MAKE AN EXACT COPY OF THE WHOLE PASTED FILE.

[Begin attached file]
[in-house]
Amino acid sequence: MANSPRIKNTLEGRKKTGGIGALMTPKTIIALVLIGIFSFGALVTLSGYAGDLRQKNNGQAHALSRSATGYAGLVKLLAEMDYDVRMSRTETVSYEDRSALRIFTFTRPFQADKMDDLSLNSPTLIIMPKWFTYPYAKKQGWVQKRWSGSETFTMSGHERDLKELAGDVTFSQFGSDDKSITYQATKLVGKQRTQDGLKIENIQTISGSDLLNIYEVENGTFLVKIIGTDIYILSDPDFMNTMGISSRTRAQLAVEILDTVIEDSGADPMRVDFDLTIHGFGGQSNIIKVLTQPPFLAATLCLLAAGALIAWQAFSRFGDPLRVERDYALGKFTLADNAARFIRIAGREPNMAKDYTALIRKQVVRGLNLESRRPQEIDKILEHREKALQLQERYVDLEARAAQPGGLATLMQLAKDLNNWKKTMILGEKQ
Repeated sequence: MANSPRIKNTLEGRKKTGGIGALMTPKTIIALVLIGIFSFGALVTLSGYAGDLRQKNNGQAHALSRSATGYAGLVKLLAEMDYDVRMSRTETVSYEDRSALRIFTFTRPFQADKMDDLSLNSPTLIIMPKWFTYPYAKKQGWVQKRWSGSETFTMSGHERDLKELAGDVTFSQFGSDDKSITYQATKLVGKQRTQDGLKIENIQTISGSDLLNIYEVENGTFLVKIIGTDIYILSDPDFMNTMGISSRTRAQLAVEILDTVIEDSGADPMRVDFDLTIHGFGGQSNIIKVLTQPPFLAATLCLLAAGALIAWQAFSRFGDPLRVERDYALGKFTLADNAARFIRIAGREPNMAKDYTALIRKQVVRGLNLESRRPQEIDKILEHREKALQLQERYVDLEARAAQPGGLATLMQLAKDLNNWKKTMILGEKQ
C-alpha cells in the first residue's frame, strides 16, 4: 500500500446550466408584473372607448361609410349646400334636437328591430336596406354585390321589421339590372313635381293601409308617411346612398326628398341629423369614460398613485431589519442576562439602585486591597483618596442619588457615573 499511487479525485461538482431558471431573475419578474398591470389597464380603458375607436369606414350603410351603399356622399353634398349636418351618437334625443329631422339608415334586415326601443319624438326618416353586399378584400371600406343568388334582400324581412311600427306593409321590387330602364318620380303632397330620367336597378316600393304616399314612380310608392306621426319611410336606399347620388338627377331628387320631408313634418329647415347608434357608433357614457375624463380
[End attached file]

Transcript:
[in-house]
Amino acid sequence: MANSPRIKNTLEGRKKTGGIGALMTPKTIIALVLIGIFSFGALVTLSGYAGDLRQKNNGQAHALSRSATGYAGLVKLLAEMDYDVRMSRTETVSYEDRSALRIFTFTRPFQADKMDDLSLNSPTLIIMPKWFTYPYAKKQGWVQKRWSGSETFTMSGHERDLKELAGDVTFSQFGSDDKSITYQATKLVGKQRTQDGLKIENIQTISGSDLLNIYEVENGTFLVKIIGTDIYILSDPDFMNTMGISSRTRAQLAVEILDTVIEDSGADPMRVDFDLTIHGFGGQSNIIKVLTQPPFLAATLCLLAAGALIAWQAFSRFGDPLRVERDYALGKFTLADNAARFIRIAGREPNMAKDYTALIRKQVVRGLNLESRRPQEIDKILEHREKALQLQERYVDLEARAAQPGGLATLMQLAKDLNNWKKTMILGEKQ
Repeated sequence: MANSPRIKNTLEGRKKTGGIGALMTPKTIIALVLIGIFSFGALVTLSGYAGDLRQKNNGQAHALSRSATGYAGLVKLLAEMDYDVRMSRTETVSYEDRSALRIFTFTRPFQADKMDDLSLNSPTLIIMPKWFTYPYAKKQGWVQKRWSGSETFTMSGHERDLKELAGDVTFSQFGSDDKSITYQATKLVGKQRTQDGLKIENIQTISGSDLLNIYEVENGTFLVKIIGTDIYILSDPDFMNTMGISSRTRAQLAVEILDTVIEDSGADPMRVDFDLTIHGFGGQSNIIKVLTQPPFLAATLCLLAAGALIAWQAFSRFGDPLRVERDYALGKFTLADNAARFIRIAGREPNMAKDYTALIRKQVVRGLNLESRRPQEIDKILEHREKALQLQERYVDLEARAAQPGGLATLMQLAKDLNNWKKTMILGEKQ
C-alpha cells in the first residue's frame, strides 16, 4: 500500500446550466408584473372607448361609410349646400334636437328591430336596406354585390321589421339590372313635381293601409308617411346612398326628398341629423369614460398613485431589519442576562439602585486591597483618596442619588457615573 499511487479525485461538482431558471431573475419578474398591470389597464380603458375607436369606414350603410351603399356622399353634398349636418351618437334625443329631422339608415334586415326601443319624438326618416353586399378584400371600406343568388334582400324581412311600427306593409321590387330602364318620380303632397330620367336597378316600393304616399314612380310608392306621426319611410336606399347620388338627377331628387320631408313634418329647415347608434357608433357614457375624463380